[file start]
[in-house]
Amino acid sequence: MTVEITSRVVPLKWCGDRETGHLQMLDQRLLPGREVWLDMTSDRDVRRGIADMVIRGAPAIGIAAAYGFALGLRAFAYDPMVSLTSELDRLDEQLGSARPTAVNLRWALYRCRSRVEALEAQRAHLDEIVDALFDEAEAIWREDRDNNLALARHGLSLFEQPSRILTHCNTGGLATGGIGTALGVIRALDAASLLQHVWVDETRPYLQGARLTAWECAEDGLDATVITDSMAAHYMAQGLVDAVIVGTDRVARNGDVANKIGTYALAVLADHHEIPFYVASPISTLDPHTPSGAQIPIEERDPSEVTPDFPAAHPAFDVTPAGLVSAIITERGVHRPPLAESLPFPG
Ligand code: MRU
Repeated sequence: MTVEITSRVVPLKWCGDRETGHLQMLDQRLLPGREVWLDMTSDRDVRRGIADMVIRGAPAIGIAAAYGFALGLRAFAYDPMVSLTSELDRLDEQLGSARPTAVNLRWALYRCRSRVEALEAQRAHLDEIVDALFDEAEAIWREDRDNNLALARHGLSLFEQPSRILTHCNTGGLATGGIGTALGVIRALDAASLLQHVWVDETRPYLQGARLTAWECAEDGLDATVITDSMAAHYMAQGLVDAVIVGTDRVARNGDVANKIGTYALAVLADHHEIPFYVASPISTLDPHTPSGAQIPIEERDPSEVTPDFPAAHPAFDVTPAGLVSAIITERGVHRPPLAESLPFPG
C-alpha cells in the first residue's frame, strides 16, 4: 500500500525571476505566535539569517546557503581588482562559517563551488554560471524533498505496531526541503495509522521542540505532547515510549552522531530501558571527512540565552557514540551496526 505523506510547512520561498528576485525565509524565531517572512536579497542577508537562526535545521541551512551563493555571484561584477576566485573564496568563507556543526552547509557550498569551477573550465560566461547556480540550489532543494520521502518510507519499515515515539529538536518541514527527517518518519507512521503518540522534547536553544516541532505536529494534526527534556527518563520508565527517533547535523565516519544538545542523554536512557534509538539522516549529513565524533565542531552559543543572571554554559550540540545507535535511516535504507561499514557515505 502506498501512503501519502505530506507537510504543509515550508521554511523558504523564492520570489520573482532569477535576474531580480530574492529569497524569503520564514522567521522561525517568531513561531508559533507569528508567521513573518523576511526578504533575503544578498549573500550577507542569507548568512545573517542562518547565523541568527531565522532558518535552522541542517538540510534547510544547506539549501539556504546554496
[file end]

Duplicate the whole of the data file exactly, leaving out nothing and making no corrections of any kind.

[in-house]
Amino acid sequence: MTVEITSRVVPLKWCGDRETGHLQMLDQRLLPGREVWLDMTSDRDVRRGIADMVIRGAPAIGIAAAYGFALGLRAFAYDPMVSLTSELDRLDEQLGSARPTAVNLRWALYRCRSRVEALEAQRAHLDEIVDALFDEAEAIWREDRDNNLALARHGLSLFEQPSRILTHCNTGGLATGGIGTALGVIRALDAASLLQHVWVDETRPYLQGARLTAWECAEDGLDATVITDSMAAHYMAQGLVDAVIVGTDRVARNGDVANKIGTYALAVLADHHEIPFYVASPISTLDPHTPSGAQIPIEERDPSEVTPDFPAAHPAFDVTPAGLVSAIITERGVHRPPLAESLPFPG
Ligand code: MRU
Repeated sequence: MTVEITSRVVPLKWCGDRETGHLQMLDQRLLPGREVWLDMTSDRDVRRGIADMVIRGAPAIGIAAAYGFALGLRAFAYDPMVSLTSELDRLDEQLGSARPTAVNLRWALYRCRSRVEALEAQRAHLDEIVDALFDEAEAIWREDRDNNLALARHGLSLFEQPSRILTHCNTGGLATGGIGTALGVIRALDAASLLQHVWVDETRPYLQGARLTAWECAEDGLDATVITDSMAAHYMAQGLVDAVIVGTDRVARNGDVANKIGTYALAVLADHHEIPFYVASPISTLDPHTPSGAQIPIEERDPSEVTPDFPAAHPAFDVTPAGLVSAIITERGVHRPPLAESLPFPG
C-alpha cells in the first residue's frame, strides 16, 4: 500500500525571476505566535539569517546557503581588482562559517563551488554560471524533498505496531526541503495509522521542540505532547515510549552522531530501558571527512540565552557514540551496526 505523506510547512520561498528576485525565509524565531517572512536579497542577508537562526535545521541551512551563493555571484561584477576566485573564496568563507556543526552547509557550498569551477573550465560566461547556480540550489532543494520521502518510507519499515515515539529538536518541514527527517518518519507512521503518540522534547536553544516541532505536529494534526527534556527518563520508565527517533547535523565516519544538545542523554536512557534509538539522516549529513565524533565542531552559543543572571554554559550540540545507535535511516535504507561499514557515505 502506498501512503501519502505530506507537510504543509515550508521554511523558504523564492520570489520573482532569477535576474531580480530574492529569497524569503520564514522567521522561525517568531513561531508559533507569528508567521513573518523576511526578504533575503544578498549573500550577507542569507548568512545573517542562518547565523541568527531565522532558518535552522541542517538540510534547510544547506539549501539556504546554496